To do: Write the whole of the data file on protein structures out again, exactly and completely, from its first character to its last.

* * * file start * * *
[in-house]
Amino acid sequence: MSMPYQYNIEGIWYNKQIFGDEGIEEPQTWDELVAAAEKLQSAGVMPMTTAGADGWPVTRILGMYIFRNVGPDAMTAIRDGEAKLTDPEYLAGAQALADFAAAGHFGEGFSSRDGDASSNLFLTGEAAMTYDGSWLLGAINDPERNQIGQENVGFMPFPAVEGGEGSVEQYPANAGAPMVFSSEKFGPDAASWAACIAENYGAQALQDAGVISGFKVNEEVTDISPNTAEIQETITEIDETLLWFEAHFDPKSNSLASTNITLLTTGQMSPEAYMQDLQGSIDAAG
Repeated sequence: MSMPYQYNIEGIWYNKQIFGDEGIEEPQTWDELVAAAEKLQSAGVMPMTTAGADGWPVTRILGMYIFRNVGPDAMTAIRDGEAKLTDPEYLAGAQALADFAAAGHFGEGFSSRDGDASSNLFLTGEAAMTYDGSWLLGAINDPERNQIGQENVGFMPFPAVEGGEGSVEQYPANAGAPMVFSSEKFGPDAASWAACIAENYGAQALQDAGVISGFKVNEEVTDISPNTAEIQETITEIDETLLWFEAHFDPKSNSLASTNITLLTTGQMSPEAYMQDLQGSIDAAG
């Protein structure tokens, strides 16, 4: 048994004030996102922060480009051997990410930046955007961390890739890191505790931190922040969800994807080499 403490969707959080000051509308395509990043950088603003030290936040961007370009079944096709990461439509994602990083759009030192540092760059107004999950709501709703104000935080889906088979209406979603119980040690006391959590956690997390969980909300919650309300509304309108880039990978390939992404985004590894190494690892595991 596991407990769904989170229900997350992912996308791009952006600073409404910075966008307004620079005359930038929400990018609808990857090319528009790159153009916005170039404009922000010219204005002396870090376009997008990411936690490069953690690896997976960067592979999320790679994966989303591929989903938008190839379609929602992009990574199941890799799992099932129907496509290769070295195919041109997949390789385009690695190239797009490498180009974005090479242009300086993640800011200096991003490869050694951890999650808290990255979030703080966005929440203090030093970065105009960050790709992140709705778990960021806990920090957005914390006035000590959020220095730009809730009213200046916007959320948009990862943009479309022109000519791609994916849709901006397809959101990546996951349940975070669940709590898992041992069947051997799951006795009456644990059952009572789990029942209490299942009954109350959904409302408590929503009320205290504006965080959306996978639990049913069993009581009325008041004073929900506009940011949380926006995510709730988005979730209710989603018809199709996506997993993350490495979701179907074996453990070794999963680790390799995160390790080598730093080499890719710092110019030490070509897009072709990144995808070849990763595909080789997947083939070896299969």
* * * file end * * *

[in-house]
Amino acid sequence: MSMPYQYNIEGIWYNKQIFGDEGIEEPQTWDELVAAAEKLQSAGVMPMTTAGADGWPVTRILGMYIFRNVGPDAMTAIRDGEAKLTDPEYLAGAQALADFAAAGHFGEGFSSRDGDASSNLFLTGEAAMTYDGSWLLGAINDPERNQIGQENVGFMPFPAVEGGEGSVEQYPANAGAPMVFSSEKFGPDAASWAACIAENYGAQALQDAGVISGFKVNEEVTDISPNTAEIQETITEIDETLLWFEAHFDPKSNSLASTNITLLTTGQMSPEAYMQDLQGSIDAAG
Repeated sequence: MSMPYQYNIEGIWYNKQIFGDEGIEEPQTWDELVAAAEKLQSAGVMPMTTAGADGWPVTRILGMYIFRNVGPDAMTAIRDGEAKLTDPEYLAGAQALADFAAAGHFGEGFSSRDGDASSNLFLTGEAAMTYDGSWLLGAINDPERNQIGQENVGFMPFPAVEGGEGSVEQYPANAGAPMVFSSEKFGPDAASWAACIAENYGAQALQDAGVISGFKVNEEVTDISPNTAEIQETITEIDETLLWFEAHFDPKSNSLASTNITLLTTGQMSPEAYMQDLQGSIDAAG
């Protein structure tokens, strides 16, 4: 048994004030996102922060480009051997990410930046955007961390890739890191505790931190922040969800994807080499 403490969707959080000051509308395509990043950088603003030290936040961007370009079944096709990461439509994602990083759009030192540092760059107004999950709501709703104000935080889906088979209406979603119980040690006391959590956690997390969980909300919650309300509304309108880039990978390939992404985004590894190494690892595991 596991407990769904989170229900997350992912996308791009952006600073409404910075966008307004620079005359930038929400990018609808990857090319528009790159153009916005170039404009922000010219204005002396870090376009997008990411936690490069953690690896997976960067592979999320790679994966989303591929989903938008190839379609929602992009990574199941890799799992099932129907496509290769070295195919041109997949390789385009690695190239797009490498180009974005090479242009300086993640800011200096991003490869050694951890999650808290990255979030703080966005929440203090030093970065105009960050790709992140709705778990960021806990920090957005914390006035000590959020220095730009809730009213200046916007959320948009990862943009479309022109000519791609994916849709901006397809959101990546996951349940975070669940709590898992041992069947051997799951006795009456644990059952009572789990029942209490299942009954109350959904409302408590929503009320205290504006965080959306996978639990049913069993009581009325008041004073929900506009940011949380926006995510709730988005979730209710989603018809199709996506997993993350490495979701179907074996453990070794999963680790390799995160390790080598730093080499890719710092110019030490070509897009072709990144995808070849990763595909080789997947083939070896299969």